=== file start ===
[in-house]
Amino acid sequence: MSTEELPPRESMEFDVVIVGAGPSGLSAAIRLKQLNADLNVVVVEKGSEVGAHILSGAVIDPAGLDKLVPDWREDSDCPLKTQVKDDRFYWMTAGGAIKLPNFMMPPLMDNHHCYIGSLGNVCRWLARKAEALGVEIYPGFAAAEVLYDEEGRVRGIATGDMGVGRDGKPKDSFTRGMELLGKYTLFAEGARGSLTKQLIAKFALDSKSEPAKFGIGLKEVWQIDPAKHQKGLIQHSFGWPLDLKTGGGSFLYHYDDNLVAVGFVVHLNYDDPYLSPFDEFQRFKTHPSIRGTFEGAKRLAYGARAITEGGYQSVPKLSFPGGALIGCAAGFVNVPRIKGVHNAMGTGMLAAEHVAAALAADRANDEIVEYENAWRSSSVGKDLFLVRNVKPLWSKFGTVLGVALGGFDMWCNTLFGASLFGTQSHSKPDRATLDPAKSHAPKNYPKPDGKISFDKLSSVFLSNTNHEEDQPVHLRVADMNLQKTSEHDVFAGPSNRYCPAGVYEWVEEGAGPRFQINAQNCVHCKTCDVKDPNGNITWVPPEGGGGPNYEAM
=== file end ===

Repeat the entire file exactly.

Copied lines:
[in-house]
Amino acid sequence: MSTEELPPRESMEFDVVIVGAGPSGLSAAIRLKQLNADLNVVVVEKGSEVGAHILSGAVIDPAGLDKLVPDWREDSDCPLKTQVKDDRFYWMTAGGAIKLPNFMMPPLMDNHHCYIGSLGNVCRWLARKAEALGVEIYPGFAAAEVLYDEEGRVRGIATGDMGVGRDGKPKDSFTRGMELLGKYTLFAEGARGSLTKQLIAKFALDSKSEPAKFGIGLKEVWQIDPAKHQKGLIQHSFGWPLDLKTGGGSFLYHYDDNLVAVGFVVHLNYDDPYLSPFDEFQRFKTHPSIRGTFEGAKRLAYGARAITEGGYQSVPKLSFPGGALIGCAAGFVNVPRIKGVHNAMGTGMLAAEHVAAALAADRANDEIVEYENAWRSSSVGKDLFLVRNVKPLWSKFGTVLGVALGGFDMWCNTLFGASLFGTQSHSKPDRATLDPAKSHAPKNYPKPDGKISFDKLSSVFLSNTNHEEDQPVHLRVADMNLQKTSEHDVFAGPSNRYCPAGVYEWVEEGAGPRFQINAQNCVHCKTCDVKDPNGNITWVPPEGGGGPNYEAM